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Back to the future: How vaccines return the world to life without restrictions

By March, vaccination drives kicked off in more than 80 countries

MOSCOW, March 11. /TASS/. The coronavirus pandemic should come to an end as soon as humankind develops herd immunity to the infection, and mass vaccination should contribute to this, experts say.

The vaccine trials began in various countries in the summer of 2020 and since December the drugs have begun rolling into civilian circulation. By March, vaccination drives kicked off in more than 80 countries and the number of inoculated citizens more than doubled the total number of COVID-19 cases.

However, it’s still a long way to go before returning to life without quarantines and restrictions. According to the World Health Organization, only 10% of people have anti-bodies to coronavirus while the required level of herd immunity for ending the pandemic should be nearly 65%. Based on various evaluations, it could take between six months and several years to achieve it.

The process of developing and producing drugs against COVID-19 also laid bare a number of serious problems, which significantly slow down the vaccination pace. Besides, discussions continue on the possible introduction of immunity passports, which could be a condition for unhampered travel. It’s unclear whether this idea could be implemented around the world.

Vaccination statistics

According to TASS estimates, more than 320 mln people or over 4% of the planet’s population have taken at least one of two coronavirus vaccine doses while 118 mln have been diagnosed with the infection. However, the vaccination process in the world is mixed and 75% of those inoculated are citizens of eight countries: the United States, China, India, the United Kingdom, Brazil, Turkey, Israel and Germany. The authorities of Israel, Seychelles and the United Arab Emirates have vaccinated more than half of their population.

The majority of shots were among the US citizens - nearly 95 mln with 29 mln registered cases. China comes in second, with 52.5 mln vaccinated citizens, and the UK is in the third place, with over 24 mln inoculated citizens (including the Channel Islands, the Isle of Man and overseas territories), while the number of infected more than 80% lower.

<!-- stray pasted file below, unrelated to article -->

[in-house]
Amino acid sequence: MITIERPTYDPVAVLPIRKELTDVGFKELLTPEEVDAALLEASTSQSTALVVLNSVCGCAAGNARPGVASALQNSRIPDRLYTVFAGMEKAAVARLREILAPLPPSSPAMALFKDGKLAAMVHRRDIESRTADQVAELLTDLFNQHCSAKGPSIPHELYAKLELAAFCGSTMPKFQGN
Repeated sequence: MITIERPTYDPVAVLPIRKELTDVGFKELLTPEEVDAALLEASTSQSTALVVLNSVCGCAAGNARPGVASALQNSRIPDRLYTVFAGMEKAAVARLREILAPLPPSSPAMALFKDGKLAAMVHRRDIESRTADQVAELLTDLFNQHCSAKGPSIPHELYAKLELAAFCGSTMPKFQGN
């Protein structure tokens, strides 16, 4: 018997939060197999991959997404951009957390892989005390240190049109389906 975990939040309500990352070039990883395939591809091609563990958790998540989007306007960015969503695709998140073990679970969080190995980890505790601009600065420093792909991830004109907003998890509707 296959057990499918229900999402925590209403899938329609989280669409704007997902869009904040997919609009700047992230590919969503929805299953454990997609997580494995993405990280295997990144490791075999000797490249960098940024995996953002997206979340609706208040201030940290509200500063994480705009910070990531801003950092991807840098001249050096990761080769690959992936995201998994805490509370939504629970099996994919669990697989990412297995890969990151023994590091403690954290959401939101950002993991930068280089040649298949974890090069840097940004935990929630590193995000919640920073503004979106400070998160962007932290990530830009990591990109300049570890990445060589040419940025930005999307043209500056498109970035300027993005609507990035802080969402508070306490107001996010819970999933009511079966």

In Russia, more than 5 mln people (3.4% of population) have passed the first stage of coronavirus vaccination, according to Deputy Prime Minister Tatyana Golikova. Russia is ranked 13th in terms of the total number of those vaccinated. Russia’s COVID-19 case tally reached 4.35 mln.

Vaccines and policy

In most countries, vaccination is voluntary and free-of-charge for citizens. The key vaccines used in the world for immunizing citizens are Russia’s Sputnik V, shots by German-US company Pfizer-BioNTech, US company Moderna, British-Swedish firm AstraZeneca jointly with the University of Oxford, Covaxin developed in India by Bharat Biotech and Chinese vaccines Sinovac and Sinopharm.

The effort to develop new vaccines continues in Russia, Germany, France, China, India, Vietnam, Iran, Brazil, Cuba and a number of other states.

Despite calls by the World Health Organization’s experts that countries prioritize health over politics, the situation still turned out to be rather politicized. In particular, this concerned Russia’s Sputnik V jab. In the Western media, it came under fire over its speedy registration. However, the situation drastically changed after The Lancet published the results of the Phase Three clinical trials of the Russian jab according to which it is one of the safest and most effective ones worldwide. The efficiency of the vaccine amounted to 91.6%, and among volunteers aged over 60 it came to 91.8%.

Thus, the interest in Russia’s vaccine sharply grew, including in European countries, and some of them started signing contracts on supplies.